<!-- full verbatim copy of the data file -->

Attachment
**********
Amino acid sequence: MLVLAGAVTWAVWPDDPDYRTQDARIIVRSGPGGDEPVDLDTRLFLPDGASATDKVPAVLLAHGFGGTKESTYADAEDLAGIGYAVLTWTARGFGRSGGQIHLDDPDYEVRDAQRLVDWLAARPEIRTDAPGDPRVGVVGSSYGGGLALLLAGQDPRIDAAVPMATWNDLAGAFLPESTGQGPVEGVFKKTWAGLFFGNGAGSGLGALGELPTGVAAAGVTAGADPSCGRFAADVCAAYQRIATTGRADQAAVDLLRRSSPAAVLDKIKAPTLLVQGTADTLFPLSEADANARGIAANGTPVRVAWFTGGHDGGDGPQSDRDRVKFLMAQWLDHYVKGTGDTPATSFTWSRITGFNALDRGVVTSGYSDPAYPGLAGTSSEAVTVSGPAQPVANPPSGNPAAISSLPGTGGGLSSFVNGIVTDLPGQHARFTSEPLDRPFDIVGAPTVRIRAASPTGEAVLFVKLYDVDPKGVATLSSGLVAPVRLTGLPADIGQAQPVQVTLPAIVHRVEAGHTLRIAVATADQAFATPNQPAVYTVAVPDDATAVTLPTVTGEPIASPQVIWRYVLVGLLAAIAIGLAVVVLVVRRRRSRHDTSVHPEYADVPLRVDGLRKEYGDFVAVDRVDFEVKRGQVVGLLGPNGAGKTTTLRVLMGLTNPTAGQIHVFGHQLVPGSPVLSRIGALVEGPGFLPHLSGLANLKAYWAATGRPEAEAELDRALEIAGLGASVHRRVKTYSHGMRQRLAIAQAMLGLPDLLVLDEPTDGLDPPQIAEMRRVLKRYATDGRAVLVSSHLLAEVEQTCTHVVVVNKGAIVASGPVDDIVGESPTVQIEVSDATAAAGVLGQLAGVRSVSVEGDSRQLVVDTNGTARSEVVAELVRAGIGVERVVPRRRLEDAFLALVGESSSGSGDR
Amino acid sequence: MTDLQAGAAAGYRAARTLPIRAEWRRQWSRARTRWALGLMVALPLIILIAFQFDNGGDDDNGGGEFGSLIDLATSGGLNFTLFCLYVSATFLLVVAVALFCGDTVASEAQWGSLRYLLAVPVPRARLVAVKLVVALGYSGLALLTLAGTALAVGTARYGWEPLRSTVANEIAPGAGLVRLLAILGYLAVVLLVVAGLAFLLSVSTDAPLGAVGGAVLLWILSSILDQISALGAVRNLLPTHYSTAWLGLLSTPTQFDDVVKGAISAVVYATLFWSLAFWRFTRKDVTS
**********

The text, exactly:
Amino acid sequence: MLVLAGAVTWAVWPDDPDYRTQDARIIVRSGPGGDEPVDLDTRLFLPDGASATDKVPAVLLAHGFGGTKESTYADAEDLAGIGYAVLTWTARGFGRSGGQIHLDDPDYEVRDAQRLVDWLAARPEIRTDAPGDPRVGVVGSSYGGGLALLLAGQDPRIDAAVPMATWNDLAGAFLPESTGQGPVEGVFKKTWAGLFFGNGAGSGLGALGELPTGVAAAGVTAGADPSCGRFAADVCAAYQRIATTGRADQAAVDLLRRSSPAAVLDKIKAPTLLVQGTADTLFPLSEADANARGIAANGTPVRVAWFTGGHDGGDGPQSDRDRVKFLMAQWLDHYVKGTGDTPATSFTWSRITGFNALDRGVVTSGYSDPAYPGLAGTSSEAVTVSGPAQPVANPPSGNPAAISSLPGTGGGLSSFVNGIVTDLPGQHARFTSEPLDRPFDIVGAPTVRIRAASPTGEAVLFVKLYDVDPKGVATLSSGLVAPVRLTGLPADIGQAQPVQVTLPAIVHRVEAGHTLRIAVATADQAFATPNQPAVYTVAVPDDATAVTLPTVTGEPIASPQVIWRYVLVGLLAAIAIGLAVVVLVVRRRRSRHDTSVHPEYADVPLRVDGLRKEYGDFVAVDRVDFEVKRGQVVGLLGPNGAGKTTTLRVLMGLTNPTAGQIHVFGHQLVPGSPVLSRIGALVEGPGFLPHLSGLANLKAYWAATGRPEAEAELDRALEIAGLGASVHRRVKTYSHGMRQRLAIAQAMLGLPDLLVLDEPTDGLDPPQIAEMRRVLKRYATDGRAVLVSSHLLAEVEQTCTHVVVVNKGAIVASGPVDDIVGESPTVQIEVSDATAAAGVLGQLAGVRSVSVEGDSRQLVVDTNGTARSEVVAELVRAGIGVERVVPRRRLEDAFLALVGESSSGSGDR
Amino acid sequence: MTDLQAGAAAGYRAARTLPIRAEWRRQWSRARTRWALGLMVALPLIILIAFQFDNGGDDDNGGGEFGSLIDLATSGGLNFTLFCLYVSATFLLVVAVALFCGDTVASEAQWGSLRYLLAVPVPRARLVAVKLVVALGYSGLALLTLAGTALAVGTARYGWEPLRSTVANEIAPGAGLVRLLAILGYLAVVLLVVAGLAFLLSVSTDAPLGAVGGAVLLWILSSILDQISALGAVRNLLPTHYSTAWLGLLSTPTQFDDVVKGAISAVVYATLFWSLAFWRFTRKDVTS